This Television Life
Have you ever listened to that show on NPR,This American Life? I don’t know about you, but as far as I’m concerned, it has to be one of the most amazing things to ever grace our country’s airwaves. Back when it started, over a decade ago now, it was unlike just about anything you heard on public radio. This wasn’t a show about news or music or comedy. It wasn’t even, really, a show about people. It was a show about stories, stripped down to their pure essence, people talking to you with a little bit of music in the background.
Humans seem to have a natural craving for stories. Whatever the topic, it’s more fun to hear a story about it. Everyone tells stories. Everyone tells stories, but some people love crafting them until they’re perfect, like little pastries of information with curves in all the right places. And that’s whatThis American Lifedid each week on the radio: it presented three or four perfectly-crafted stories, all tangentially related to one loose theme, to your car or home for one full hour.
A couple years ago the Showtime network called Ira Glass, the head and host ofThis American Lifeand asked him if he wanted to make a television version of his show. For most people, getting a call from a television network would be a fairly big deal. But not Glass. Every week, his radio show is heard by 1.6 million people. A hit show on Showtime gets half a million. So Glass said no, there was no way their show would work on television. Still, Showtime persisted, asking what it would take to make it work. So Glass thought of every crazy demand that came to mind. And Showtime met them all.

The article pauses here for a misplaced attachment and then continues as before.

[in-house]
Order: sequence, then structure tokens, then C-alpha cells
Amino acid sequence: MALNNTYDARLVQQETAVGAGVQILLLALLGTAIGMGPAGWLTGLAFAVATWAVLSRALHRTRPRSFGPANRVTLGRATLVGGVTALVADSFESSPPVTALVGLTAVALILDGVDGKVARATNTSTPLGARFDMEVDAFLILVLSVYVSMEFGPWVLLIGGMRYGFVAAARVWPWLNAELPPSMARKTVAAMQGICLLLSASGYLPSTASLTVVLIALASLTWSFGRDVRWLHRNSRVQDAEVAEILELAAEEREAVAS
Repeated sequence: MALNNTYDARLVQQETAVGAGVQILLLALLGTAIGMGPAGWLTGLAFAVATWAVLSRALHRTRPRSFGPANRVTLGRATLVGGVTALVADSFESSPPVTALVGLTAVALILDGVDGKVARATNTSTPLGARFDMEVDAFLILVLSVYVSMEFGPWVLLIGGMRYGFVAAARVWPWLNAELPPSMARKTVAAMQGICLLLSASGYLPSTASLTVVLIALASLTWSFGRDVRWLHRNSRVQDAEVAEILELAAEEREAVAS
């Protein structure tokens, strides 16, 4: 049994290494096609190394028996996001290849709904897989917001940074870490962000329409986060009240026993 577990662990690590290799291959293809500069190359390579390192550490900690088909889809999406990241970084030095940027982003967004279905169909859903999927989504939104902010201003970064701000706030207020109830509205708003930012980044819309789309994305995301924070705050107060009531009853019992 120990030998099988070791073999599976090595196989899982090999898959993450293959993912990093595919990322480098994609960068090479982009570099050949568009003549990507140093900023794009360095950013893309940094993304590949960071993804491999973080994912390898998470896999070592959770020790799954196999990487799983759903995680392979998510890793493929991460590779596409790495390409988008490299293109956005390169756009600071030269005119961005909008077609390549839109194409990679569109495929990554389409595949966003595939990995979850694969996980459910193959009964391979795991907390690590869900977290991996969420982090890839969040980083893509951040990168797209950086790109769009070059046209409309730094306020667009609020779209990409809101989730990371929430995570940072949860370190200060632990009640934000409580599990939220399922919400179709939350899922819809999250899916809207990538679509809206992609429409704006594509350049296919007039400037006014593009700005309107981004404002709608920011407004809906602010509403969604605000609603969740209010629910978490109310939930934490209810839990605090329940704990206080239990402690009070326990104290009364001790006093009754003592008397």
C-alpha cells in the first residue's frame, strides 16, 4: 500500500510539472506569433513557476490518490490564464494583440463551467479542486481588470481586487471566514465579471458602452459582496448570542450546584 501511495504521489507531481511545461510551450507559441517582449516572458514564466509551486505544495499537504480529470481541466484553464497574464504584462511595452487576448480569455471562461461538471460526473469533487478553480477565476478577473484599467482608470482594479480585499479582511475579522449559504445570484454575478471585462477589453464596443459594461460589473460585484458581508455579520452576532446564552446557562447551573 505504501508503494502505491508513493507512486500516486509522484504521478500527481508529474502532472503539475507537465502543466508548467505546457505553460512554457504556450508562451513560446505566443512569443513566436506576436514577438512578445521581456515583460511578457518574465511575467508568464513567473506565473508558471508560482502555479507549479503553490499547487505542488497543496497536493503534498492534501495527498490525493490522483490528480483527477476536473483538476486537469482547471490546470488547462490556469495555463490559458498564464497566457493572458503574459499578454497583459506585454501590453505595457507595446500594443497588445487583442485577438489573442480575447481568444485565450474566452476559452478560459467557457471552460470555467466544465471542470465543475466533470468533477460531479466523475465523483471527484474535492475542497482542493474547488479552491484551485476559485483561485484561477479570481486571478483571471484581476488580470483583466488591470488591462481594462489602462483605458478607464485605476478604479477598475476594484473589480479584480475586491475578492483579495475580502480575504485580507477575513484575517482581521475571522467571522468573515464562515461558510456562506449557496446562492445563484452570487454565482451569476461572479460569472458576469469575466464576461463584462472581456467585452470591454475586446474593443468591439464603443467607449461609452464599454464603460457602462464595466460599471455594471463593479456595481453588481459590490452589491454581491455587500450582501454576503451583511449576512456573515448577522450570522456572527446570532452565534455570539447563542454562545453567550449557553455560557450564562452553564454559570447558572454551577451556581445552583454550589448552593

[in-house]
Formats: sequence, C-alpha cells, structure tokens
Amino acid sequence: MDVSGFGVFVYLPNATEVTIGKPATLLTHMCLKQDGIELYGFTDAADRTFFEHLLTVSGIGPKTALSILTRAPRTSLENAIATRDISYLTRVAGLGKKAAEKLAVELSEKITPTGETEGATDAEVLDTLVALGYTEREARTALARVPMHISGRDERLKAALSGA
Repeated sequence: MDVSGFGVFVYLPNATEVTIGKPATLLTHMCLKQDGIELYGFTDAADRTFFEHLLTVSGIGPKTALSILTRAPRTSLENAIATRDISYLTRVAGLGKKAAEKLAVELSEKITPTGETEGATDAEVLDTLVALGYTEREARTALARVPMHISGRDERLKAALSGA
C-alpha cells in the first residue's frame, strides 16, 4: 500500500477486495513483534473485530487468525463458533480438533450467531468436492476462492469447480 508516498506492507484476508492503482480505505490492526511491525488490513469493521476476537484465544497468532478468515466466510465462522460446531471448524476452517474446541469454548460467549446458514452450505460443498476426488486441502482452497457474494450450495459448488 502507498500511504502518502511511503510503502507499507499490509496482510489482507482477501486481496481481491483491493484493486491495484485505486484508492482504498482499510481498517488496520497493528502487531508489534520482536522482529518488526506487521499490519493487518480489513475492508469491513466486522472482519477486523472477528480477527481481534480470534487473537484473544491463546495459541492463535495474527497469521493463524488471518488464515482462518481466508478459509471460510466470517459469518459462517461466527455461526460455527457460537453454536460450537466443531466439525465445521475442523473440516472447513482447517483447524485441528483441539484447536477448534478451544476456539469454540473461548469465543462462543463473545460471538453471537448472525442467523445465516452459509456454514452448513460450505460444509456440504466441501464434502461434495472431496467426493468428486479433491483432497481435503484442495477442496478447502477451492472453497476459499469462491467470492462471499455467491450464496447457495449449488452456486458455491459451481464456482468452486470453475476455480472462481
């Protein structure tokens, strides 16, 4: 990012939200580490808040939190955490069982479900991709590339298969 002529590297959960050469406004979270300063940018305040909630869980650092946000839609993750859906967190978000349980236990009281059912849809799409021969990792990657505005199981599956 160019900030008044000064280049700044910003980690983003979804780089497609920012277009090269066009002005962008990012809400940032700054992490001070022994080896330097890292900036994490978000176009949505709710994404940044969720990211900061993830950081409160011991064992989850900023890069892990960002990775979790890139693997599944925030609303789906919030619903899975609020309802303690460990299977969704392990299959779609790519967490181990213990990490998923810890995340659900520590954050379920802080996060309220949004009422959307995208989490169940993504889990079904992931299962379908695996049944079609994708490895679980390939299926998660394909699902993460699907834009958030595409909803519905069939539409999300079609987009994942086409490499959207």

The result, which premieres tonight on the pay-cable Showtime network, has to be one of the most amazing things to grace American television. It is unlike just about anything you’ve ever seen on TV. The best way I can think to describe it is this: Have you ever seen one of those stock photo movies? You know, the kind with the lusciously oversaturated colors, weird landscapes, and slow-motion movements? The kind of footage that makes the normal world look magical? Now, take that, and imagine an entire television show made out of it. It’s absolutely incredible.
To promote the show, since Showtime isn’t exactly,This American Lifewent on a six-city tour. I caught them in Chicago, where a jam-packed crowd of dedicated fans (still pissed about the team moving to New York to film the TV show) came to hear “What I Learned From Television”. We were in the Chicago Theater, a local landmark that holds thousands. And, I have to say, it’s probably the most fun I’ve ever had in a theater.
You know how on the radio show, they do these incredibly moving stories that just send chills of emotion down your spine. Now imagine listening to that, in the middle of a crowd of thousands of people who all came out to hear the very same thing. I mean, these were people who cheered individual names in the credits at the end of the show. (We’ll miss you Elizabeth Meister!) I’ve never felt a room so charged with emotion before.
So do these guys a favor. Do yourself a favor. Take your Nielsen box and switch it to Showtime tonight at 10:30. It’ll be like nothing you’ve ever felt before.
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March 23, 2007